Judging Strangers' Most Private Pain
It's a strange thing, judging strangers' most deeply personal pain, but that's what I've been doing as I edit A Tether to this World: Mental Health Recovery Stories (Main Street Rag Publishing Company, 2021). I've read narratives of suicide attempts and hospitalizations and panic attacks, depression and schizophrenia and PTSD. There are stories of abuse and neglect and addiction. I'm immensely grateful and honored that these beautiful humans trusted me with their stories, and, in many cases, their anguish. These writers poured themselves onto the page. The intimacy of these narratives, though, makes my job even harder. I can accept roughly 30% of the submissions I received and, let me tell you, this is not easy. How do I reject a person's trauma?
I try to remember my friend's words in workshop when I shared an essay about my eating disorder and being the child of alcoholics: I want to honor your story. Know that my critique is of what's on the page and not your lived experience. I want these writers to know that, that I honor their experiences, the torment and resilience and yes, love, and my judgement is on the words and not what happened to them.
I know it's not easy to share what feels like the worst parts of yourself, the thing that makes you broken or wrong, your darkest shame. But the thing about stigma is that it won't go away unless we talk openly about mental illness. It's only been in the last two years that I've found the courage to talk publicly about my bipolar disorder, eating disorder, and trauma. It started with giving a graduate lecture on mentally ill women in contemporary fiction, which I knew wouldn't feel genuine unless I included my own experiences, such as being hospitalized for anorexia at the age of thirteen. I was finally saying, this is me. The people you're talking about is me. And people responded. Both friends and people I didn't know came up to thank me for sharing my story. So I kept talking.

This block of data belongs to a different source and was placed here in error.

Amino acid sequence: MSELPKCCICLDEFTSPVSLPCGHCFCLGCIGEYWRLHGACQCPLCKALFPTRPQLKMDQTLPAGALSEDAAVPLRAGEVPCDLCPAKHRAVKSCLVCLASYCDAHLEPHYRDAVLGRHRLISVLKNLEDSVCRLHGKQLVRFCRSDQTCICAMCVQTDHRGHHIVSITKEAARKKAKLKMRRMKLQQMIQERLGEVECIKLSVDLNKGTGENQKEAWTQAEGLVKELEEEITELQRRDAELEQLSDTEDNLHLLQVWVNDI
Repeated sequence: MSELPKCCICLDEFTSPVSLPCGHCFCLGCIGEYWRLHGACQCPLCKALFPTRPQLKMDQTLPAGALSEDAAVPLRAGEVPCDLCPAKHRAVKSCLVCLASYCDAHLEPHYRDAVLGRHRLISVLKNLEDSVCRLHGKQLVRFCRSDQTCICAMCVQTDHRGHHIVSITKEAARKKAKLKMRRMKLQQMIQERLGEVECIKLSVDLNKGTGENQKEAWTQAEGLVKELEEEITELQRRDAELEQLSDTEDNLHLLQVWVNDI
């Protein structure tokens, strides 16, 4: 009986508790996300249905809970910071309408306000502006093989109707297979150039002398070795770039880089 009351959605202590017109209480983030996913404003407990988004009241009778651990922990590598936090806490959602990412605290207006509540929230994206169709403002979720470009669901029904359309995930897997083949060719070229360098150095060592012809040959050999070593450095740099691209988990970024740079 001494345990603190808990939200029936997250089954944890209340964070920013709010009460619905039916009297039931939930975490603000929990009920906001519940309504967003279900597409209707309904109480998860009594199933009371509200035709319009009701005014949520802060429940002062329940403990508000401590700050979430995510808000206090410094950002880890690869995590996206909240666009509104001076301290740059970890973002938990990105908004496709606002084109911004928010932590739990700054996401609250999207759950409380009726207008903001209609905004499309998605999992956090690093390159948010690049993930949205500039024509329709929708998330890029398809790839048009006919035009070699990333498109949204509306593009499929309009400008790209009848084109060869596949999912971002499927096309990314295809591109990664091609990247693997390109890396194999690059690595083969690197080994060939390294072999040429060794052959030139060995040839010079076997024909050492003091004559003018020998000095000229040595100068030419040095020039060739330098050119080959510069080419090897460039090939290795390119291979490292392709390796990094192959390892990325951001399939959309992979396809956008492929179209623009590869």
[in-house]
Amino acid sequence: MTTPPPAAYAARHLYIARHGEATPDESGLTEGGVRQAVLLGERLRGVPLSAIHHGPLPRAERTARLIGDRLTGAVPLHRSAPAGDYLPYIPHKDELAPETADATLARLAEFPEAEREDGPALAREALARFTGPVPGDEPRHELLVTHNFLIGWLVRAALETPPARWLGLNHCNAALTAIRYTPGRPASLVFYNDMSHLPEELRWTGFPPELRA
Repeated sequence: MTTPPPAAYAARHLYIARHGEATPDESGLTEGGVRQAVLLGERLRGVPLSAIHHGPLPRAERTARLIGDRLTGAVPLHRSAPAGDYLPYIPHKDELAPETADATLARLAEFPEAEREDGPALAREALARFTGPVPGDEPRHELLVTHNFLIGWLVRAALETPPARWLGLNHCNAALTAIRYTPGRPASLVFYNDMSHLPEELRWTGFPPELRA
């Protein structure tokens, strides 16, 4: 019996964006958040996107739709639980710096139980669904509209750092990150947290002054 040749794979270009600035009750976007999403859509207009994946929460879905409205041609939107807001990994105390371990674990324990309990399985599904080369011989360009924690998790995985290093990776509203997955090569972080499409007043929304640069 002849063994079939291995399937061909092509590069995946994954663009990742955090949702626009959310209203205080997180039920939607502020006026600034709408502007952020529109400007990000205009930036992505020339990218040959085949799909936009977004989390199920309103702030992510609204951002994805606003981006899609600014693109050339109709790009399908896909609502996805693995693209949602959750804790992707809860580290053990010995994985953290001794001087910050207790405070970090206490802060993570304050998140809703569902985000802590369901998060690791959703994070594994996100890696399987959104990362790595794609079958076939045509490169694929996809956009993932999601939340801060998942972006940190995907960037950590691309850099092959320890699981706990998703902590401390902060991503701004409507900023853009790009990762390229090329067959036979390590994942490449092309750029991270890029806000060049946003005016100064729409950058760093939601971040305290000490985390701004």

I wrote this essay for OC87 Recovery Diaries (which publishes true mental health recovery stories and is a great resource) about the series of manic episodes I had while in grad school. Again, strangers reached out to thank me for sharing my experiences, and to share their own. It was humbling to have reached people, to know that mine is a story one can find among other stories and, hopefully, feel a little less alone.
Last winter, I attended Mental Health Awareness Day at the Vermont Statehouse and I was interviewed on the news! I was so grateful to meet other advocates and people and family members living with mental illness, to feel connected to other Vermonters going through similar experiences. For me, it's been a relief to share my story, the weight of secrecy lifted from my shoulders, knowing that others will help carry it. I hope the writers in this anthology feel that, a weight lifted from them, with a line tossed to others who are suffering.
The stories in A Tether to this World (a reference to Hannah Gadsby's "Nanette" on Netflix) will help bust stigma. They're bold and evocative and real. I feel as if I've gotten to know these writers through their traumas and healing, that I can see the best parts of them, as they reveal the worst. Their stories validate my own, and, I hope, readers will find that, too. I am honored that 127 writers shared their struggles and heartache with me, to be able to give that a space. I want them to know the care I took with each story, the love I feel for every writer who reached out from the dark. I hope that those whose work I was unable to accept will understand that my decision is not a critique of them, and I ultimately had to go with the pieces that broke my heart, that plunged me into darkness then pulled me back out again, that gripped me with their searing pain and rage and hurt, that made me believe in love and healing and recovery. I can't wait for you to read them.